Nothing to see here.

I'm not trying to be argumentative here for the sake of being argumentative. I realize most of my posts may come off as pedantic nitpicking, but I'm just trying to understand what is and what isn't allowed within the rules.

Ultimately, you're right, it's a cooperative game, so we can always fall back on having our own playgroups come up with ways to resolve ambiguities in the rules whenever they present themselves. But that is rather unsatisfying to me if those ambiguities aren't addressed by the developers with official responses.

It's frustrating when you when you're playing a game and a rule ambiguity brings everything to a halt or you have to argue with people over it. "Well, last time in this group we played such and such a rule this way." "Oh, in my other play group we've always played it this other way." It gets confusing for players if there isn't a definitive answer to a rule ambiguity they can point to.

I wouldn't be arguing my points if I didn't think they were at least feasibly valid under a reasonable interpretation of the rules as written. I think identifying and discussing these points of ambiguity is important for the long term health of the game.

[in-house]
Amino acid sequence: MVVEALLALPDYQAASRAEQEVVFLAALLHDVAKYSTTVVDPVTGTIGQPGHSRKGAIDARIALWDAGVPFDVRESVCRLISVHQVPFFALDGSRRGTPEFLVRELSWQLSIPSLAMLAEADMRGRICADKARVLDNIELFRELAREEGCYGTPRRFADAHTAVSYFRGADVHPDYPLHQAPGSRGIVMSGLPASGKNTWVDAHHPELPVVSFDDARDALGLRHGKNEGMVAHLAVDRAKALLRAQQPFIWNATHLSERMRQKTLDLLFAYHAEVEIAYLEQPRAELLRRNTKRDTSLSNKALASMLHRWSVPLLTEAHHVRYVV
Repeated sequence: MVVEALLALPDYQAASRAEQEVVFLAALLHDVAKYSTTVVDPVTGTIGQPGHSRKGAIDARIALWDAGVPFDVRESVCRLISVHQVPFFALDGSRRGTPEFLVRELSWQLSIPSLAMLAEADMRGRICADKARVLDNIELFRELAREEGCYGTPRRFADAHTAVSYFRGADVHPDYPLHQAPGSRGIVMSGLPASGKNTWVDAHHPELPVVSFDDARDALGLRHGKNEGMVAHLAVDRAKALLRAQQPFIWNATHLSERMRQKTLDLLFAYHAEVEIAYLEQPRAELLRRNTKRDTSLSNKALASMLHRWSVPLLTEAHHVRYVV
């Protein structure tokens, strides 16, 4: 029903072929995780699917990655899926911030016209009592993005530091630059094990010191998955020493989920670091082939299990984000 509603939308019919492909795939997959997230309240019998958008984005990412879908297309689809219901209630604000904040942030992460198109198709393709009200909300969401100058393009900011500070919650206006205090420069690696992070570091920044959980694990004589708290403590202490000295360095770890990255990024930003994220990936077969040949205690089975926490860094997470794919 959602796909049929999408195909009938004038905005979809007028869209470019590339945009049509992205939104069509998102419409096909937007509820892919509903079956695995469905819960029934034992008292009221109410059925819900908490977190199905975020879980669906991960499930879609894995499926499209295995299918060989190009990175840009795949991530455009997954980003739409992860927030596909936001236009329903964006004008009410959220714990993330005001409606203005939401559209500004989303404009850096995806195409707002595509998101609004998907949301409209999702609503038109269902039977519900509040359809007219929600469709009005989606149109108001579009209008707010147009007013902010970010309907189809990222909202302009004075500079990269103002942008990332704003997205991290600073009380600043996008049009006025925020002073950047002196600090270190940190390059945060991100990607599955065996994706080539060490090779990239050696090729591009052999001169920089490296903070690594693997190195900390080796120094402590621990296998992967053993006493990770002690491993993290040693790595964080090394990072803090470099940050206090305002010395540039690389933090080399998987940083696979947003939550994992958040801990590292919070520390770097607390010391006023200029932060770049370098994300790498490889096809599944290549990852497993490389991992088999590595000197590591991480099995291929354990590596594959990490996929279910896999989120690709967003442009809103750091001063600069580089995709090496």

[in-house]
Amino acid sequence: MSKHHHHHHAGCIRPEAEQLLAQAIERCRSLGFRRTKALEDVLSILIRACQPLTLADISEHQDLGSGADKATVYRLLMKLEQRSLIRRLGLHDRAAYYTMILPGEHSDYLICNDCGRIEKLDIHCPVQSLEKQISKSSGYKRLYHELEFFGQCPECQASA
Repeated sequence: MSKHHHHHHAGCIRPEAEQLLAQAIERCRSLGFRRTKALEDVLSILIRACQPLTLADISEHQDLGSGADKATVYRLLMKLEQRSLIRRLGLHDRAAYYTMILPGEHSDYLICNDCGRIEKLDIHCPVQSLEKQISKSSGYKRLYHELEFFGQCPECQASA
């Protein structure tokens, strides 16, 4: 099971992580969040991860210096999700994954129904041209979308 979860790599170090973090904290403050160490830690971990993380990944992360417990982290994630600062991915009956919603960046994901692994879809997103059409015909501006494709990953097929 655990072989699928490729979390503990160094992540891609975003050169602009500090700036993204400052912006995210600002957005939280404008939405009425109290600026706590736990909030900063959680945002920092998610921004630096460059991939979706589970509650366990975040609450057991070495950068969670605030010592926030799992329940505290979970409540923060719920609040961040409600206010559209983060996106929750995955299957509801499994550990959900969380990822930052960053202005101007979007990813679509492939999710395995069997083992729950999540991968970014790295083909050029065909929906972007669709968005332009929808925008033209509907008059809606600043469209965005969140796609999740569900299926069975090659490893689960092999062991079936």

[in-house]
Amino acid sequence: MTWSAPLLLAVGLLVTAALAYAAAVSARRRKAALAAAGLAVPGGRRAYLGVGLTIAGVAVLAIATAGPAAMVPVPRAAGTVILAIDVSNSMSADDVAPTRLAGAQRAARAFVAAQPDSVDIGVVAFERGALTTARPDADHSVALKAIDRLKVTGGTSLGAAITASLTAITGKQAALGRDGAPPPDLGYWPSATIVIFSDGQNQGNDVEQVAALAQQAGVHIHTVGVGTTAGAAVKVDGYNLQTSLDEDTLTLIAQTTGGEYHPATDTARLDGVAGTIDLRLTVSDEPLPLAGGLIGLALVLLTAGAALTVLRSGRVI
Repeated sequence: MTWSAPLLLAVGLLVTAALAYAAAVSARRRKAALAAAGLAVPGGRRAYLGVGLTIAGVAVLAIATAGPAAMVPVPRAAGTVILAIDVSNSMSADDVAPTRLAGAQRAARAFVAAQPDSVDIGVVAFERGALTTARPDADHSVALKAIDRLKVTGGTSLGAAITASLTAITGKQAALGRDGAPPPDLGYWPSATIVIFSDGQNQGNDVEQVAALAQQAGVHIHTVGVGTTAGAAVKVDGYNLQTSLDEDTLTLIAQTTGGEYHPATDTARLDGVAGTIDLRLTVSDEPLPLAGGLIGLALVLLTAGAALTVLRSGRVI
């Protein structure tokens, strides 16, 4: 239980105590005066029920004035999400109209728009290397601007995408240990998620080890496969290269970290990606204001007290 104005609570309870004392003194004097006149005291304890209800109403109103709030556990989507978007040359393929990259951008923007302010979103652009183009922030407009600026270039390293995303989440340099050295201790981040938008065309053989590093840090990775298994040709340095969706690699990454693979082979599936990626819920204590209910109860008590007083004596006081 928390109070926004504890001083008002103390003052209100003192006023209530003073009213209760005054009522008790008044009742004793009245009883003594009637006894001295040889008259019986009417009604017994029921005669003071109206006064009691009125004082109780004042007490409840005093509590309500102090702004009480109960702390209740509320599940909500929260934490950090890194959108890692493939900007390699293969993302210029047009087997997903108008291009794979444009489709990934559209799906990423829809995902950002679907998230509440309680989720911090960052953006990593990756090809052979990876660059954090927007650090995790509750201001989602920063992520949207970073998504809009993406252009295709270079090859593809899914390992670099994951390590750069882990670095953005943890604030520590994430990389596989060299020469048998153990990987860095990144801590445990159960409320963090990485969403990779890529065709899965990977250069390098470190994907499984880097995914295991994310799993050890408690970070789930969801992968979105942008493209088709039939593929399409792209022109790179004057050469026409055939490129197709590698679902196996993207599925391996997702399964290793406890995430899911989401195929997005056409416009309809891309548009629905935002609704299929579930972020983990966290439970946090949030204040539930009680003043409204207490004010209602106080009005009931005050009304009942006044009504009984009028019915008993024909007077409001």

It's not that I want to bend the rules to be able to play two spells on a turn, it's just that I want to know if I can play two spells on a turn under the intended rules. I'm just trying to convey how an ambiguity in the written rules could possibly allow for this to occur.

Liberty's Edge

Pathfinder Adventure Path, Starfinder Adventure Path Subscriber

No offense QN, but you are just making up the ambiguity yourself. If you use common sense, then you can tell that your argument is only there for argument sake.